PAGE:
Saturday, June 15, 2024

Botswana/De Beers sales agreement: The Masisi Factor

The diamond sales agreement angst had already crept up on President Mokgweetsi Masisi and his dinner hosts. 

Hardly six months in office, the new president was breaking bread with an exclusive crowd of De Beers big shots and invited guests at the November 2018 De Beers annual diamond conference. Everything seemed to be humming along, then suddenly “Oh! oh!”

The Oh! oh! was an exclamation from one of the invited guests in response to a punchline in the President’s speech. To the uninitiated, Masisi’s gag line came across as a tone-deaf hostage to fortune, considering present company and the hard, tough negotiations ahead: “There is need to move further up the pipeline to jewellery manufacturing and retail”, he said.

The cheeky rallying cry, issued in the same breath with an announcement that Botswana had already assembled its team of negotiators, however, was a bold opening gambit which allowed Masisi to introduce himself to the diamond industry with a cowing panache.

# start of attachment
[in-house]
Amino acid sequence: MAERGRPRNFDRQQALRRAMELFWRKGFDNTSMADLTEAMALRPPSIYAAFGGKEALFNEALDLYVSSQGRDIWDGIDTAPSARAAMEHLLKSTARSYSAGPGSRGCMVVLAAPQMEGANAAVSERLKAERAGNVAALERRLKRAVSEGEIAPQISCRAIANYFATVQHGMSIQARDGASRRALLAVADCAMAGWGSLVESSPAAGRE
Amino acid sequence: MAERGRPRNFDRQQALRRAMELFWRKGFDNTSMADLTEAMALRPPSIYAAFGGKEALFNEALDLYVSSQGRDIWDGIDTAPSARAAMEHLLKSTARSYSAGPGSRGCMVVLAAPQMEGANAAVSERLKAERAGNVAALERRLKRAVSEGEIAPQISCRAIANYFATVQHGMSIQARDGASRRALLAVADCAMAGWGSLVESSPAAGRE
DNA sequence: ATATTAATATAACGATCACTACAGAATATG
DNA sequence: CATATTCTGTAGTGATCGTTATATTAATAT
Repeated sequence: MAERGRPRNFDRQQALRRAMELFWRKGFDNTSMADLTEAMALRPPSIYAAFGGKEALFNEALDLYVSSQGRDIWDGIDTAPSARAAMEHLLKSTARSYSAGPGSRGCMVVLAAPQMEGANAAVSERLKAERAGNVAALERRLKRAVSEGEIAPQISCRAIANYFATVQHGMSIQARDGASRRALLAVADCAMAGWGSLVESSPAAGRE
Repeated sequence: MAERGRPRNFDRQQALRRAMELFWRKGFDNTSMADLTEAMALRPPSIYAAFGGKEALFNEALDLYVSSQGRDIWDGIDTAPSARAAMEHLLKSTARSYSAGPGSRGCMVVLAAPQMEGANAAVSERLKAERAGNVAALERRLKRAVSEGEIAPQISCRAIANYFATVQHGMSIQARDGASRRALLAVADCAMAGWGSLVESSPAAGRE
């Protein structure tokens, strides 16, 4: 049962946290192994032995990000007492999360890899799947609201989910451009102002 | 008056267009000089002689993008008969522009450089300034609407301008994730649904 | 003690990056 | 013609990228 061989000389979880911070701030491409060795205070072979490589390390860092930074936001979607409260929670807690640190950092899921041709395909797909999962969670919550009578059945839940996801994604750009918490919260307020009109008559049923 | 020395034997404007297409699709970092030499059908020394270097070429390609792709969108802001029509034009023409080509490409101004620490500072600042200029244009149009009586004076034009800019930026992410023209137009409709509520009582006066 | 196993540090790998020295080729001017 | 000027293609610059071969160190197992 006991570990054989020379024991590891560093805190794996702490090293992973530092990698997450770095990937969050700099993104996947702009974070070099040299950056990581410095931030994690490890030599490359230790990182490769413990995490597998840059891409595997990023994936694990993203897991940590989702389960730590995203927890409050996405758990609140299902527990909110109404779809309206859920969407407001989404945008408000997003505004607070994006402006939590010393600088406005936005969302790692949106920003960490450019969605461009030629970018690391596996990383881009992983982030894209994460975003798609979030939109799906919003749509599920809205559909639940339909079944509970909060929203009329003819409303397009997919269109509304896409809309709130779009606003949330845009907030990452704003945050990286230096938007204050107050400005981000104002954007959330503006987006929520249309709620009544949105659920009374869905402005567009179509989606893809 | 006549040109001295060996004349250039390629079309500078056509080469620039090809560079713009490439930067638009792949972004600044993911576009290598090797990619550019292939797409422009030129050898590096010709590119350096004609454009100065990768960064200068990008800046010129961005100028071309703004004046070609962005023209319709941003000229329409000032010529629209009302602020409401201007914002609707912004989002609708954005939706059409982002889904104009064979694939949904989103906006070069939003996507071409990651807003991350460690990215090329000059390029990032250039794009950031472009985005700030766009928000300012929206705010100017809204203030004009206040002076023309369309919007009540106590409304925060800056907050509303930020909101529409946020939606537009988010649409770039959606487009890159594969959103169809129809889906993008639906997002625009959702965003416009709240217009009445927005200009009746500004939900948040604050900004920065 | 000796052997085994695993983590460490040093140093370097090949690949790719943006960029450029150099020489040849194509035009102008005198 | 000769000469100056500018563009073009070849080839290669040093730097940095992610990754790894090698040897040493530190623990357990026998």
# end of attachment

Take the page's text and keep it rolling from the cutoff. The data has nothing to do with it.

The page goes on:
Research has revealed that De Beers makes upwards of 300% more from Botswana diamonds than Botswana government mostly from jewellery manufacturing and retail.

 Masisi was laying down his plan to use the negotiations to claw back the billions of Pula Botswana is currently losing to De Beers. 

Masisi’s statement of intent came a few weeks after the Intergovernmental Forum on Mining (IGF) published a seven-page report titled Botswana: Downstream Linkages – Leveraging the negotiating position. 

The research paper lists producer selling value at 100% of original value, the value then increases to 115% at sorting and valuing stage and increases to 127% at cutting and polishing stage, at polished dealing stage the value stands at 133% and jumps to 166% at jewelry manufacturing stage, by the time it reaches retail it is as high as 320%. 

An industry source pointed out that the research was published in 2018 and that currently the value at retail stands at 500%.

The De Beers Diamond Consortium is involved in all stages from diamond production right down to retail and its business model has been to keep Botswana as a source of raw diamonds up to cutting and polishing stage.